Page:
Sunac, currently the seventh-largest Chinese property developer, saw its share price jump as much as 13.7 per cent to 16.82 Hong Kong dollars on the Hong Kong Stock Exchange on Tuesday, after sealing a 9.3 billion US dollar deal with Dalian Wanda Group in return for a package of hotels and tourism projects.
On Monday, Sunac, founded by Shanxi tycoon Sun Hongbin, agreed to acquire 76 hotels and a 91 percent stake in 13 cultural and tourism projects from Wang Jianlin's Wanda Group, with the latter in need of cash to repay bank loans. The 9.3 billion US dollar acquisition is China's second biggest ever real estate deal, according to Reuters.
The purchase of Wanda adds 50 million square meters to the builder's current 73 million square meters of property.
Wang Jianlin, one of China's richest men, told Caixin on Monday that the move could help reduce Wanda's debts. He said Wanda plans to pay off all of its banking loans this year.
Sunac's founder Sun revealed to Caixin that his company is able to pay for the acquisition with its own resources, and that there was still 90 billion yuan (13.23 billion US dollars) in the company accounts as of June 30, 2017.
Sun added that prior to the acquisition, Sunac was expecting a sales volume of 300 billion yuan (44.11 billion US dollars) this year.
One investor who stacked heavily on Sunac stock told Caixin that only Sun Hongbin, a man with no SOE background in China, would make such a quick decision to go ahead with such a large investment.
The sale marks a step back for Wanda from its theme park ambitions, coming after Wang Jianlin vowed to "crush Disney" just over a year ago, ahead of the opening of the US giant's resort in Shanghai.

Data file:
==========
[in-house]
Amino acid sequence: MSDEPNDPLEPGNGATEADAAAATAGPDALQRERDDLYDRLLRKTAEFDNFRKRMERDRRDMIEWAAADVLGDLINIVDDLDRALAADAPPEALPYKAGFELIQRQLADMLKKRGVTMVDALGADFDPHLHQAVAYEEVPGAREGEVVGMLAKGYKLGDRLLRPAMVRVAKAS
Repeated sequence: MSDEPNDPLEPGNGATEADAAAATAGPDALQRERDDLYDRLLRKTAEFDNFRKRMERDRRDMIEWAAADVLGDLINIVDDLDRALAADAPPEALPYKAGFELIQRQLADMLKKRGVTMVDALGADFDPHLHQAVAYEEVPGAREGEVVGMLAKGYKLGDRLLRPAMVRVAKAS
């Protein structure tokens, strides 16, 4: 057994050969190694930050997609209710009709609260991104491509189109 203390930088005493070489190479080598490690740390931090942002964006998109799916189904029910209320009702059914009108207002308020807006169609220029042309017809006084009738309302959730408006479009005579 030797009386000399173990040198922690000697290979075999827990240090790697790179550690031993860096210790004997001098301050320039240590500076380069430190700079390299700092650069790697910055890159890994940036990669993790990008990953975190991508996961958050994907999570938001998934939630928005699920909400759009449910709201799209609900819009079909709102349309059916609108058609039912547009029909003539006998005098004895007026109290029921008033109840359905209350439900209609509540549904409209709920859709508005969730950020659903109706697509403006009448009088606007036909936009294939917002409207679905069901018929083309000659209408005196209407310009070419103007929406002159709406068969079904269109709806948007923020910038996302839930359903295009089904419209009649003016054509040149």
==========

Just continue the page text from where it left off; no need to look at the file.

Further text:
The sale to Sunac is also expected to help Wanda cut debts and strengthen its case for a mainland listing, after it delisted from Hong Kong last year.
However, the company was one of the big-spending players in a flood of Chinese overseas acquisitions in 2016, which raised concerns over "irrational" investments and capital outflows.
An anonymous post last month related to Wanda saw its stock prices slump. The post, which Wanda later called a "rumor," said the Industrial and Commercial Bank of China had been asking bond managers to sell off Wanda bonds to avoid risks.
The China Banking Regulatory Commission in mid-June asked some commercial banks to review and report their overseas loans, to companies including Dalian Wanda Group.
To date, Wanda has spent nearly 36 billion US dollars to acquire companies like US-based cinema chain AMC Theaters and Hollywood studio Legendary Entertainment.
In Wanda's mid-year report published last week, Wanda revealed it makes more than half of its income from sectors not related to property.